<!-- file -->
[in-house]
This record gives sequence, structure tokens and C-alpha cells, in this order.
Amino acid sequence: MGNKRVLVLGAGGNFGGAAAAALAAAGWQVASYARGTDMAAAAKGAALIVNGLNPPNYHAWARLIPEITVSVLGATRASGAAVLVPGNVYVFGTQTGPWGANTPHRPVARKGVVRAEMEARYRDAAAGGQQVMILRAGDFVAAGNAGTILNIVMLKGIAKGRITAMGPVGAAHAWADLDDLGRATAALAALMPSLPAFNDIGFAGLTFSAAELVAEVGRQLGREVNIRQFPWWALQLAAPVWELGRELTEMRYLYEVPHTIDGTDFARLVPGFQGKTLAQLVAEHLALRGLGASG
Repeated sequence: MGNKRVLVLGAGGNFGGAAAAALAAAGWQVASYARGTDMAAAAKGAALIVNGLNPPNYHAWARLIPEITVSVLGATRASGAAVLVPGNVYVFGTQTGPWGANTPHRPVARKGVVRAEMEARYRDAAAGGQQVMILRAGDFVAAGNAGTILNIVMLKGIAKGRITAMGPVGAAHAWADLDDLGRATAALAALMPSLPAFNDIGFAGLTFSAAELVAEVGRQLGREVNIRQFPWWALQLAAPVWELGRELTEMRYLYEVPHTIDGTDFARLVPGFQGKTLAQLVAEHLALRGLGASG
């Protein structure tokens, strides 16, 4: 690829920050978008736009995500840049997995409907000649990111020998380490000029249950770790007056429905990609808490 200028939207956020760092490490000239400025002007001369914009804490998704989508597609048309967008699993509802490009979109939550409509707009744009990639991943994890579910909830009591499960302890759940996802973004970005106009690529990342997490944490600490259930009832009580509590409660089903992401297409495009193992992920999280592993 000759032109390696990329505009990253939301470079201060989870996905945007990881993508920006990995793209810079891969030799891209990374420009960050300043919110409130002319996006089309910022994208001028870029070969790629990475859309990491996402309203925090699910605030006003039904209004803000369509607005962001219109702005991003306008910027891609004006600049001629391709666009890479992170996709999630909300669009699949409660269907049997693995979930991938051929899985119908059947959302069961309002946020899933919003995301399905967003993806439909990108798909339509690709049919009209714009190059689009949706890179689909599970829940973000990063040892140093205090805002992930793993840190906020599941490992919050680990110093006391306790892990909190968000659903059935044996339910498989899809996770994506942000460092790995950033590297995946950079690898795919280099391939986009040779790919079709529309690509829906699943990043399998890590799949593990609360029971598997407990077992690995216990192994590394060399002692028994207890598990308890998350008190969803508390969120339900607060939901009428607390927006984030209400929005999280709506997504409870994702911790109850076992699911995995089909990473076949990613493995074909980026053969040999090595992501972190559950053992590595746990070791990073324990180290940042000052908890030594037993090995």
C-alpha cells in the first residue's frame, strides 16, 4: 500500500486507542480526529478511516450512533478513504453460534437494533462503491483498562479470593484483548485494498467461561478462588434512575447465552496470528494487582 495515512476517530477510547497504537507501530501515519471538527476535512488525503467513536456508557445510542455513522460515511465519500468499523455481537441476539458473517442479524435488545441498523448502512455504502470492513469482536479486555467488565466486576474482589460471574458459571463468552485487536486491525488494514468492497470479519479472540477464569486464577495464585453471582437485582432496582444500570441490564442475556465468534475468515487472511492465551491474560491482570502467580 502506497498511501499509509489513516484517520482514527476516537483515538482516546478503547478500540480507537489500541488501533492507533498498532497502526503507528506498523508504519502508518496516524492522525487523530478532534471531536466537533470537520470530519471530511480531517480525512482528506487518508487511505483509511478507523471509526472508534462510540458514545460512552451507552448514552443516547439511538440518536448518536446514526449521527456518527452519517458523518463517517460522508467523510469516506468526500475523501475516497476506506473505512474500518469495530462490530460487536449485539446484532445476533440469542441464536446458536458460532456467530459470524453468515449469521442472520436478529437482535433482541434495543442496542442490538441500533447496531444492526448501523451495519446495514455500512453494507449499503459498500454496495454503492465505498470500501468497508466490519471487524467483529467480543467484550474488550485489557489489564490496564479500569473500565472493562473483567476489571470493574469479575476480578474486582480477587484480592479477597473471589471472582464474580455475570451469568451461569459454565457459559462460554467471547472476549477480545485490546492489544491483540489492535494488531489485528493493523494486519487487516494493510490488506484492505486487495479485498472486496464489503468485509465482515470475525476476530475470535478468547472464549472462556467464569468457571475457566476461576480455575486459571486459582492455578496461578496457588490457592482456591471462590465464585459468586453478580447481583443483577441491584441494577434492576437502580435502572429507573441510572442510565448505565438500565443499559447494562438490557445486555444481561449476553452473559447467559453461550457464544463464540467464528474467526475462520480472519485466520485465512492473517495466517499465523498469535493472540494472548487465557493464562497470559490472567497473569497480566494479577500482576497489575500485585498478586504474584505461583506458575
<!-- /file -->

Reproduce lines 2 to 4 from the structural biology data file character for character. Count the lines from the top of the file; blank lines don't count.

This record gives sequence, structure tokens and C-alpha cells, in this order.
Amino acid sequence: MGNKRVLVLGAGGNFGGAAAAALAAAGWQVASYARGTDMAAAAKGAALIVNGLNPPNYHAWARLIPEITVSVLGATRASGAAVLVPGNVYVFGTQTGPWGANTPHRPVARKGVVRAEMEARYRDAAAGGQQVMILRAGDFVAAGNAGTILNIVMLKGIAKGRITAMGPVGAAHAWADLDDLGRATAALAALMPSLPAFNDIGFAGLTFSAAELVAEVGRQLGREVNIRQFPWWALQLAAPVWELGRELTEMRYLYEVPHTIDGTDFARLVPGFQGKTLAQLVAEHLALRGLGASG
Repeated sequence: MGNKRVLVLGAGGNFGGAAAAALAAAGWQVASYARGTDMAAAAKGAALIVNGLNPPNYHAWARLIPEITVSVLGATRASGAAVLVPGNVYVFGTQTGPWGANTPHRPVARKGVVRAEMEARYRDAAAGGQQVMILRAGDFVAAGNAGTILNIVMLKGIAKGRITAMGPVGAAHAWADLDDLGRATAALAALMPSLPAFNDIGFAGLTFSAAELVAEVGRQLGREVNIRQFPWWALQLAAPVWELGRELTEMRYLYEVPHTIDGTDFARLVPGFQGKTLAQLVAEHLALRGLGASG